Improved diagnosis technique for Alzheimer’s disease
27 February 2008
A research team from the Wellcome Trust Centre for Neuroimaging at UCL has developed a computerised technique that can diagnose Alzheimer’s disease more quickly and accurately than current methods.
The team, led by Professor Richard Frackowiak, has shown that scans of patients with Alzheimer's can be distinguished from those of healthy individuals and patients with other forms of dementia.
The computerised technique can identify the characteristic damage of Alzheimer's disease with around 96 per cent accuracy, ensuring that patients are diagnosed earlier and increasing their treatment options. The results are published in the journal ‘Brain’.
According to the Alzheimer's Research Trust, there are over 700,000 people currently living in the UK with dementia, of which Alzheimer's disease, a neurodegenerative disease, is the most common form.
Alzheimer's is caused by the build up in the brain of plaques and neurofibrillary tangles – tangles of brain tissue filaments – leading the brain to atrophy. Definitive diagnosis is usually only possible after death, but Alzheimer's is usually diagnosed using a combination of brain scans, blood tests and interviews carried out by a trained clinician. The tests are time consuming, and distinguishing the disease from other forms of dementia can be difficult. The current accuracy of diagnosis is only about 85 per cent.
Professor Frackowiak explained: "The advantage of using computers is that they prove cheaper, faster and more accurate than the current method of diagnosis. The new method makes an objective diagnosis without the need for human intervention. This will be particularly attractive for areas of the world where there is a shortage of trained clinicians and when a standardised, reliable diagnosis is needed, for example in drug trials."
The new method works by teaching a standard computer the differences between brain scans from patients with proven Alzheimer’s disease and people with no signs of the disease at all. The condition can be identified with a high degree of accuracy from a single clinical MRI scan. One use might be to reassure the worried elderly well with mild memory problems that they are not suffering from the onset of early Alzheimer’s.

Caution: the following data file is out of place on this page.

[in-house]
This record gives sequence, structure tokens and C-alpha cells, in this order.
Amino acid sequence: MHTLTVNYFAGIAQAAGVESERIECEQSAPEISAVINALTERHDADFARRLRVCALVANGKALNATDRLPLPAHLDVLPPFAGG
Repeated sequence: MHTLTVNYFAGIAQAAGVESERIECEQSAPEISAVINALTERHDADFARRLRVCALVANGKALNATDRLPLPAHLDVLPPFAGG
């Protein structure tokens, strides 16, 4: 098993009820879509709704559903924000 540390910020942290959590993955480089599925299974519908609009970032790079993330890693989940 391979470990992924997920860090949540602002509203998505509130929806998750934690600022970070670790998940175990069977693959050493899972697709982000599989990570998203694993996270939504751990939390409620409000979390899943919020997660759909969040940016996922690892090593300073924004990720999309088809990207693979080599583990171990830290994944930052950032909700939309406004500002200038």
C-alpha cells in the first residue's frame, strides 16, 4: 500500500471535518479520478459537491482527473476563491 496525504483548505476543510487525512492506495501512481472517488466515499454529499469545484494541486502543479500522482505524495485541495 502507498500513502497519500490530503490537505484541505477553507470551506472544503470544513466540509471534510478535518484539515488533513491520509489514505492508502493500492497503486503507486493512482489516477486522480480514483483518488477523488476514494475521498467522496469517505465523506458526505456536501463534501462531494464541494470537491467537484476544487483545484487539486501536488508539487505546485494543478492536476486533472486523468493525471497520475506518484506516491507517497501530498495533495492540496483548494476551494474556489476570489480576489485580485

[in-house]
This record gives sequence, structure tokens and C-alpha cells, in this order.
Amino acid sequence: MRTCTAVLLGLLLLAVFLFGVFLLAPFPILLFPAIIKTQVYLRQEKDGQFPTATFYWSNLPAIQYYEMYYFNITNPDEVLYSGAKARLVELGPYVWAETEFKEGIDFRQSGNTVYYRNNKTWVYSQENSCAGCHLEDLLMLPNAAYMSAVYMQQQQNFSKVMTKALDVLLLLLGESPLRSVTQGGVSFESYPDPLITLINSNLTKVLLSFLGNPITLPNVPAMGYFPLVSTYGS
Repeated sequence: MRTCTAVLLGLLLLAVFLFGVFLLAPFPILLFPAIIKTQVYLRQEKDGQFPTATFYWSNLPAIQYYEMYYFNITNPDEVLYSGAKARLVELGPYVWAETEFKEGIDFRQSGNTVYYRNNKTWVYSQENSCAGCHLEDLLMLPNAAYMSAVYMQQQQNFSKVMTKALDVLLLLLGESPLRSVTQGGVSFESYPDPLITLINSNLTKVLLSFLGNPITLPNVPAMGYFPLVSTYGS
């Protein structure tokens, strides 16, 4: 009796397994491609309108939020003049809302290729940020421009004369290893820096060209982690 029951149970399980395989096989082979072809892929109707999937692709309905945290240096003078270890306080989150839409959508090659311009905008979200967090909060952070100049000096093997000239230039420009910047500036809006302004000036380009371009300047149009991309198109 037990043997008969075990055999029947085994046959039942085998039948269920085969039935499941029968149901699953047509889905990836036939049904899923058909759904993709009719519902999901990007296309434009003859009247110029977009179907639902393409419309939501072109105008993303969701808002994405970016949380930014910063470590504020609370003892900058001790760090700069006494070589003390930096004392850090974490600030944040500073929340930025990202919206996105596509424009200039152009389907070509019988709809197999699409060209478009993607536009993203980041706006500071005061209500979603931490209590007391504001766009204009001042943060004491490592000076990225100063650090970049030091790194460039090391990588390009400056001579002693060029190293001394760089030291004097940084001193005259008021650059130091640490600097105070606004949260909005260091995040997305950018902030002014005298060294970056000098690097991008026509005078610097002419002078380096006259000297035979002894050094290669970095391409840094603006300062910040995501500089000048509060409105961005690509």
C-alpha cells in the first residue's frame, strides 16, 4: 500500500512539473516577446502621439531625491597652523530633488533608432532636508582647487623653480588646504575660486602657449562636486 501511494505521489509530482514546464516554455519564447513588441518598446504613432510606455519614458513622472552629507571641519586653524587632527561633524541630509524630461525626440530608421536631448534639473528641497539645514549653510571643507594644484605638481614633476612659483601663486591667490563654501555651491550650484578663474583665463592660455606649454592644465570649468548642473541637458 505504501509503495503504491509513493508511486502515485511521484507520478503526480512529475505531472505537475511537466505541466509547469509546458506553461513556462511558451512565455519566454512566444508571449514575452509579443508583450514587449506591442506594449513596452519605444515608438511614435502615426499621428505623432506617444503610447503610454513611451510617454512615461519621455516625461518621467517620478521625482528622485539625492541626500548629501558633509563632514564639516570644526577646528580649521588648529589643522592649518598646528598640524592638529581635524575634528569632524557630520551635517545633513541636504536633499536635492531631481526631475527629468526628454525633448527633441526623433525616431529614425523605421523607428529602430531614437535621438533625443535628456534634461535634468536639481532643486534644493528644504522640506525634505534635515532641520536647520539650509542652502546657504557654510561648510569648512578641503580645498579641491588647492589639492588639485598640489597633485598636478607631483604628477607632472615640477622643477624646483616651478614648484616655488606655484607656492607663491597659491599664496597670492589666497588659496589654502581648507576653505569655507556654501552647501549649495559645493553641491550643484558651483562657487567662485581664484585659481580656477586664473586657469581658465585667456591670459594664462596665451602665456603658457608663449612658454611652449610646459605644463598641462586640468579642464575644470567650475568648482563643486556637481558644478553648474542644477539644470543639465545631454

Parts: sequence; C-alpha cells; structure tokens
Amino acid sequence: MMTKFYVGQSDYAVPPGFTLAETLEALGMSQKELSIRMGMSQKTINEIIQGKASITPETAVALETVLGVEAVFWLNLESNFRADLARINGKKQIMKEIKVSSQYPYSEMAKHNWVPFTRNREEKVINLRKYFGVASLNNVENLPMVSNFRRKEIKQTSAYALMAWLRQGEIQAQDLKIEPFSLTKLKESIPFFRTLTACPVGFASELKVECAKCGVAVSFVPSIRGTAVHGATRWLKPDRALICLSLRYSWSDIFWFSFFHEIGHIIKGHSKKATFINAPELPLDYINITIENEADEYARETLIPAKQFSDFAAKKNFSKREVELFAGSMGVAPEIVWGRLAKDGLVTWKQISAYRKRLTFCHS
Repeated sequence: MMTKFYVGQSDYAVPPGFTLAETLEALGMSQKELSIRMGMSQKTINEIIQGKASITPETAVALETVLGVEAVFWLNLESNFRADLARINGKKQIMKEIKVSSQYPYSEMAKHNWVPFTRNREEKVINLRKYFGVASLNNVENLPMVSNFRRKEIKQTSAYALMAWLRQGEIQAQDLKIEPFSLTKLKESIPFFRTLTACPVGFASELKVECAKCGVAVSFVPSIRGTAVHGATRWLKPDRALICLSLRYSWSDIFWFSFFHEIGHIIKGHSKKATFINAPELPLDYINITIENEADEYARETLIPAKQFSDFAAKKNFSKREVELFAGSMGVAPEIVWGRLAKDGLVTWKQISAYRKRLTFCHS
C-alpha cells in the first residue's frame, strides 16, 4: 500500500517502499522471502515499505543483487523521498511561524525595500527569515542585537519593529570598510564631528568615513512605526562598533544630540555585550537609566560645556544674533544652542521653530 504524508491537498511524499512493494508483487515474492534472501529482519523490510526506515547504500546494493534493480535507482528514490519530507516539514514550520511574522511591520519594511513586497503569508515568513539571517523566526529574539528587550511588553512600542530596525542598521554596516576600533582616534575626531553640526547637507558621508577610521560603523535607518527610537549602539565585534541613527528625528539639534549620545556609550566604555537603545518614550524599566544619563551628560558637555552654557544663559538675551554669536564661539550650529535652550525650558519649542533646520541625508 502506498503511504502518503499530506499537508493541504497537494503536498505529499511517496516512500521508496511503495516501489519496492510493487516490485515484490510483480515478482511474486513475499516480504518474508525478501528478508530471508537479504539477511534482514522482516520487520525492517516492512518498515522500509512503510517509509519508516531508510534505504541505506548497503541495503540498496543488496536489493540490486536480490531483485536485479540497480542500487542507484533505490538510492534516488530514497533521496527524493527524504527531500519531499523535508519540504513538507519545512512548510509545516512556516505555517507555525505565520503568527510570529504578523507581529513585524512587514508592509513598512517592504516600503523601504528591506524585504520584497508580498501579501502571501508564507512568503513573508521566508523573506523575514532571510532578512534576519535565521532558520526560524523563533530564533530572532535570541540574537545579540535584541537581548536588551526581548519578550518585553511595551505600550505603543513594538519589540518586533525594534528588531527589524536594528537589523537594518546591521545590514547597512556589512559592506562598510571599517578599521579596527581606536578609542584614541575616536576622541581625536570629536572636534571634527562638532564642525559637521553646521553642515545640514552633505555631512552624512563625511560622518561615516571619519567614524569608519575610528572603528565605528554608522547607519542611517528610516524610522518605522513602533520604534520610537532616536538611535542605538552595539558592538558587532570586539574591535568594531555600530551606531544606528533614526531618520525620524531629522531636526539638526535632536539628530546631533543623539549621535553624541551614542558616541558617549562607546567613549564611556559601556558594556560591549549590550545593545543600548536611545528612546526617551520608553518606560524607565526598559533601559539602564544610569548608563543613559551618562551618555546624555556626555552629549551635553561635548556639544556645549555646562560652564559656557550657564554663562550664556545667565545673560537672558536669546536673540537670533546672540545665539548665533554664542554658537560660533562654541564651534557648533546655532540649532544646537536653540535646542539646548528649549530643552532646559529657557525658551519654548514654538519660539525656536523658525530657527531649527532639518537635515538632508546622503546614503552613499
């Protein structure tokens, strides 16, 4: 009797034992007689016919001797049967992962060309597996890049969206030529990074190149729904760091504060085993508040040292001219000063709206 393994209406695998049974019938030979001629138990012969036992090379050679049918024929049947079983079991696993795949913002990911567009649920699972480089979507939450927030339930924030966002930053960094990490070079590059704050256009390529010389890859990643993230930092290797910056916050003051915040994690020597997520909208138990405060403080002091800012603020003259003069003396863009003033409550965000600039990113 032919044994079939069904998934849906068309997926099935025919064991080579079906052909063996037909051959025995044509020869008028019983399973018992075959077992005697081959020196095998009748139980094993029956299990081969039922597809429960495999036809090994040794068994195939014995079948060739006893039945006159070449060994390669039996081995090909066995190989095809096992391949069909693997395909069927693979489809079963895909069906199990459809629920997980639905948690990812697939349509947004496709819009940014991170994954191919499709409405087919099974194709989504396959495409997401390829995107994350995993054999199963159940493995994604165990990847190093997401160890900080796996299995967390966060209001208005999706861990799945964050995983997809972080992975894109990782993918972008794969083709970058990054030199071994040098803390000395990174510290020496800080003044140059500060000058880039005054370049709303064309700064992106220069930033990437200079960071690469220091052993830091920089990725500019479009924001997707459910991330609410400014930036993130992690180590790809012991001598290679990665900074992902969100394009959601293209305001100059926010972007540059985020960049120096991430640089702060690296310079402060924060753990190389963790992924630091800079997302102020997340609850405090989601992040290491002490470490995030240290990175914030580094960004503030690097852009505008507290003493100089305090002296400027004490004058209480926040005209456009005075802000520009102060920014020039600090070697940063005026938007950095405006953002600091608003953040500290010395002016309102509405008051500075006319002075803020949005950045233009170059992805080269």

The researchers tested scans from community and academic hospitals in the UK and US. The method was shown to be valid by testing it on scans from people who had their status proven by pathological examination – the gold standard. The results were uniformly encouraging. The computer could be programmed to distinguish between normal and Alzheimer’s with one set of scans and then correctly ‘diagnose’ scans from another set.
In all cases the results were around 10 per cent better than the best clinical practice. The researchers also found they could distinguish Alzheimer’s from a similar disease called fronto-temporal dementia (FLTD) better than manual diagnosis.
Professor Frackowiak emphasised that symptoms from these diseases come on after a considerable amount of damage has already occurred in the brain, so it is important to make an accurate diagnosis early to improve the chances of effectively preventing deterioration.
"The next step is to see whether we can use the technique to reliably track progression of the disease in a patient," added Professor Frackowiak. "This could prove a powerful and non-invasive tool for screening the efficacy of new drug treatments speedily, without a need for large, costly clinical trials."
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Image: The blue and green areas indicate higher grey matter volume increasing the likelihood of classification into normal. Red and yellow show regions where higher grey matter volume indicates the opposite. The lower panel depicts relevant areas for the separation from Alzheimer's disease from FTLD. Blue and green indicate areas where lower grey matter volume indicates FTLD. Results are overlaid on the mean grey matter compartment image from all subjects.